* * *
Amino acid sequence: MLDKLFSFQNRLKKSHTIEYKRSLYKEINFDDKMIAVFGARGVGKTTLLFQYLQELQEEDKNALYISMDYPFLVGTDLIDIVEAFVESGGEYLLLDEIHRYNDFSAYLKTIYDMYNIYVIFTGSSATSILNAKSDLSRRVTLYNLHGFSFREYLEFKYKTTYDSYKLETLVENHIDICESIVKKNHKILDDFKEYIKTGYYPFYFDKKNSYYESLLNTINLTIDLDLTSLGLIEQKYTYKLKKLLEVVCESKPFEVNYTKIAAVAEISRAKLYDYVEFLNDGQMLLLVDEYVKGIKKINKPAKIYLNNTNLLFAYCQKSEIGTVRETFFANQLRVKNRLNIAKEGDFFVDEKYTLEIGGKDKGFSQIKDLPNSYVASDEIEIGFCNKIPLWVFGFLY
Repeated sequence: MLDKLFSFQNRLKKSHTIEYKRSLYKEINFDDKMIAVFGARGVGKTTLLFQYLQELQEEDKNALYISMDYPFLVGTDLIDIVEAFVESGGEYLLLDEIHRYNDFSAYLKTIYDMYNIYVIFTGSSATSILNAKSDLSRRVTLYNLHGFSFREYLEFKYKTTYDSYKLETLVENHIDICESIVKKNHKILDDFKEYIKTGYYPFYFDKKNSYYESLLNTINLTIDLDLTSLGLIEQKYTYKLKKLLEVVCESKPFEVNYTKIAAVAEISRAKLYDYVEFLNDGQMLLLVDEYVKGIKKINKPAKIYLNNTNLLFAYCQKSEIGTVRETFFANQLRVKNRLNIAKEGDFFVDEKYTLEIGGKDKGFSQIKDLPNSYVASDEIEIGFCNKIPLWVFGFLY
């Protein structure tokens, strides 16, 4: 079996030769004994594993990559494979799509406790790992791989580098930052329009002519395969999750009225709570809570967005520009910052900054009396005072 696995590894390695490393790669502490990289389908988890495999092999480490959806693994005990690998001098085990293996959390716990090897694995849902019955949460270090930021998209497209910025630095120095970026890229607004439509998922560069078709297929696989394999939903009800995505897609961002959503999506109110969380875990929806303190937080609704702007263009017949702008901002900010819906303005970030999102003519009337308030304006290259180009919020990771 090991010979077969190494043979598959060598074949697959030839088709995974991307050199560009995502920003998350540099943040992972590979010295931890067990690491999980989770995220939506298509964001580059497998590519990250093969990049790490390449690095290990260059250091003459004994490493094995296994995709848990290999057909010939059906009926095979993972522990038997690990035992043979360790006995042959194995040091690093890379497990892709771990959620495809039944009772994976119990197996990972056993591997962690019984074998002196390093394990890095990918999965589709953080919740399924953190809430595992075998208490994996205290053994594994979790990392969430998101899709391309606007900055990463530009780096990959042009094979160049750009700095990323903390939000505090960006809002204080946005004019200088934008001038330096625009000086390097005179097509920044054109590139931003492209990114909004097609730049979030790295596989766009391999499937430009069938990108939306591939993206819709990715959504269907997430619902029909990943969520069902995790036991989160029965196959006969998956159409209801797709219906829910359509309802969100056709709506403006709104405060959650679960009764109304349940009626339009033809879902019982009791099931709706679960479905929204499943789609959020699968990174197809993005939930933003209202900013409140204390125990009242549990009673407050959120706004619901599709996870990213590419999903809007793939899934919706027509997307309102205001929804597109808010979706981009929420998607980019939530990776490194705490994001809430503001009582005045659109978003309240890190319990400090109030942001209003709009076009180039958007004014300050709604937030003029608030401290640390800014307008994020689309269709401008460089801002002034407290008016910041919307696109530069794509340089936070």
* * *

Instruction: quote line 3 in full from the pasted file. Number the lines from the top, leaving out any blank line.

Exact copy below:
């Protein structure tokens, strides 16, 4: 079996030769004994594993990559494979799509406790790992791989580098930052329009002519395969999750009225709570809570967005520009910052900054009396005072 696995590894390695490393790669502490990289389908988890495999092999480490959806693994005990690998001098085990293996959390716990090897694995849902019955949460270090930021998209497209910025630095120095970026890229607004439509998922560069078709297929696989394999939903009800995505897609961002959503999506109110969380875990929806303190937080609704702007263009017949702008901002900010819906303005970030999102003519009337308030304006290259180009919020990771 090991010979077969190494043979598959060598074949697959030839088709995974991307050199560009995502920003998350540099943040992972590979010295931890067990690491999980989770995220939506298509964001580059497998590519990250093969990049790490390449690095290990260059250091003459004994490493094995296994995709848990290999057909010939059906009926095979993972522990038997690990035992043979360790006995042959194995040091690093890379497990892709771990959620495809039944009772994976119990197996990972056993591997962690019984074998002196390093394990890095990918999965589709953080919740399924953190809430595992075998208490994996205290053994594994979790990392969430998101899709391309606007900055990463530009780096990959042009094979160049750009700095990323903390939000505090960006809002204080946005004019200088934008001038330096625009000086390097005179097509920044054109590139931003492209990114909004097609730049979030790295596989766009391999499937430009069938990108939306591939993206819709990715959504269907997430619902029909990943969520069902995790036991989160029965196959006969998956159409209801797709219906829910359509309802969100056709709506403006709104405060959650679960009764109304349940009626339009033809879902019982009791099931709706679960479905929204499943789609959020699968990174197809993005939930933003209202900013409140204390125990009242549990009673407050959120706004619901599709996870990213590419999903809007793939899934919706027509997307309102205001929804597109808010979706981009929420998607980019939530990776490194705490994001809430503001009582005045659109978003309240890190319990400090109030942001209003709009076009180039958007004014300050709604937030003029608030401290640390800014307008994020689309269709401008460089801002002034407290008016910041919307696109530069794509340089936070």